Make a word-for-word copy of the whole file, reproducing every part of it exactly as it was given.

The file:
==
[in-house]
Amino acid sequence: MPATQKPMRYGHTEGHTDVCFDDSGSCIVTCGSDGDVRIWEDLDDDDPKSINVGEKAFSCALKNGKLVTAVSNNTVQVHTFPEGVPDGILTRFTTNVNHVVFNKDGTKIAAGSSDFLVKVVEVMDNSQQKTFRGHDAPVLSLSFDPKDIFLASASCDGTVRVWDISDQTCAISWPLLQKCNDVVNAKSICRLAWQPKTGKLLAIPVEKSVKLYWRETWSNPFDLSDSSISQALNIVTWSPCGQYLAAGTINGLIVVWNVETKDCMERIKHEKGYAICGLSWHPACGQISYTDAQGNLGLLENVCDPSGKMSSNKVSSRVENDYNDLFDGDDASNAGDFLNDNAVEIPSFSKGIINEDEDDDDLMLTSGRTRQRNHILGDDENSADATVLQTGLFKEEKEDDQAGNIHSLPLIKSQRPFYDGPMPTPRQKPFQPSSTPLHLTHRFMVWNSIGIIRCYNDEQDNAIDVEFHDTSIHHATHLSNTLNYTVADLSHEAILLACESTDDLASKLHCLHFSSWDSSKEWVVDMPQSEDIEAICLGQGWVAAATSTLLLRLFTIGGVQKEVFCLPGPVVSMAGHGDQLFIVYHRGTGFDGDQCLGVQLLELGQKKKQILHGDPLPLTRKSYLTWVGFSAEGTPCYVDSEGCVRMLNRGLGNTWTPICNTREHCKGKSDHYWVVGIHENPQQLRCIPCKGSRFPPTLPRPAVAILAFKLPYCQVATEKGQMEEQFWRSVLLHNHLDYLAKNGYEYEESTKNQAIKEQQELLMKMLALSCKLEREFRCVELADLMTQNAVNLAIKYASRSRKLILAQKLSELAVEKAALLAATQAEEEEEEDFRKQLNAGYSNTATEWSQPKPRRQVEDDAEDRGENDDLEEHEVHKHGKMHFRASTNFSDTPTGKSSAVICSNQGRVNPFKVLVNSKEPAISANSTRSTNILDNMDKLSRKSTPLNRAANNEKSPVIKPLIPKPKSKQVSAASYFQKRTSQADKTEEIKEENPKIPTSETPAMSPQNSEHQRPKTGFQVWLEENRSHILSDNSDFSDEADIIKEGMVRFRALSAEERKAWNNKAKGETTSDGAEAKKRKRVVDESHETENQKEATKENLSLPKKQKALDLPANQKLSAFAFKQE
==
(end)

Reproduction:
[in-house]
Amino acid sequence: MPATQKPMRYGHTEGHTDVCFDDSGSCIVTCGSDGDVRIWEDLDDDDPKSINVGEKAFSCALKNGKLVTAVSNNTVQVHTFPEGVPDGILTRFTTNVNHVVFNKDGTKIAAGSSDFLVKVVEVMDNSQQKTFRGHDAPVLSLSFDPKDIFLASASCDGTVRVWDISDQTCAISWPLLQKCNDVVNAKSICRLAWQPKTGKLLAIPVEKSVKLYWRETWSNPFDLSDSSISQALNIVTWSPCGQYLAAGTINGLIVVWNVETKDCMERIKHEKGYAICGLSWHPACGQISYTDAQGNLGLLENVCDPSGKMSSNKVSSRVENDYNDLFDGDDASNAGDFLNDNAVEIPSFSKGIINEDEDDDDLMLTSGRTRQRNHILGDDENSADATVLQTGLFKEEKEDDQAGNIHSLPLIKSQRPFYDGPMPTPRQKPFQPSSTPLHLTHRFMVWNSIGIIRCYNDEQDNAIDVEFHDTSIHHATHLSNTLNYTVADLSHEAILLACESTDDLASKLHCLHFSSWDSSKEWVVDMPQSEDIEAICLGQGWVAAATSTLLLRLFTIGGVQKEVFCLPGPVVSMAGHGDQLFIVYHRGTGFDGDQCLGVQLLELGQKKKQILHGDPLPLTRKSYLTWVGFSAEGTPCYVDSEGCVRMLNRGLGNTWTPICNTREHCKGKSDHYWVVGIHENPQQLRCIPCKGSRFPPTLPRPAVAILAFKLPYCQVATEKGQMEEQFWRSVLLHNHLDYLAKNGYEYEESTKNQAIKEQQELLMKMLALSCKLEREFRCVELADLMTQNAVNLAIKYASRSRKLILAQKLSELAVEKAALLAATQAEEEEEEDFRKQLNAGYSNTATEWSQPKPRRQVEDDAEDRGENDDLEEHEVHKHGKMHFRASTNFSDTPTGKSSAVICSNQGRVNPFKVLVNSKEPAISANSTRSTNILDNMDKLSRKSTPLNRAANNEKSPVIKPLIPKPKSKQVSAASYFQKRTSQADKTEEIKEENPKIPTSETPAMSPQNSEHQRPKTGFQVWLEENRSHILSDNSDFSDEADIIKEGMVRFRALSAEERKAWNNKAKGETTSDGAEAKKRKRVVDESHETENQKEATKENLSLPKKQKALDLPANQKLSAFAFKQE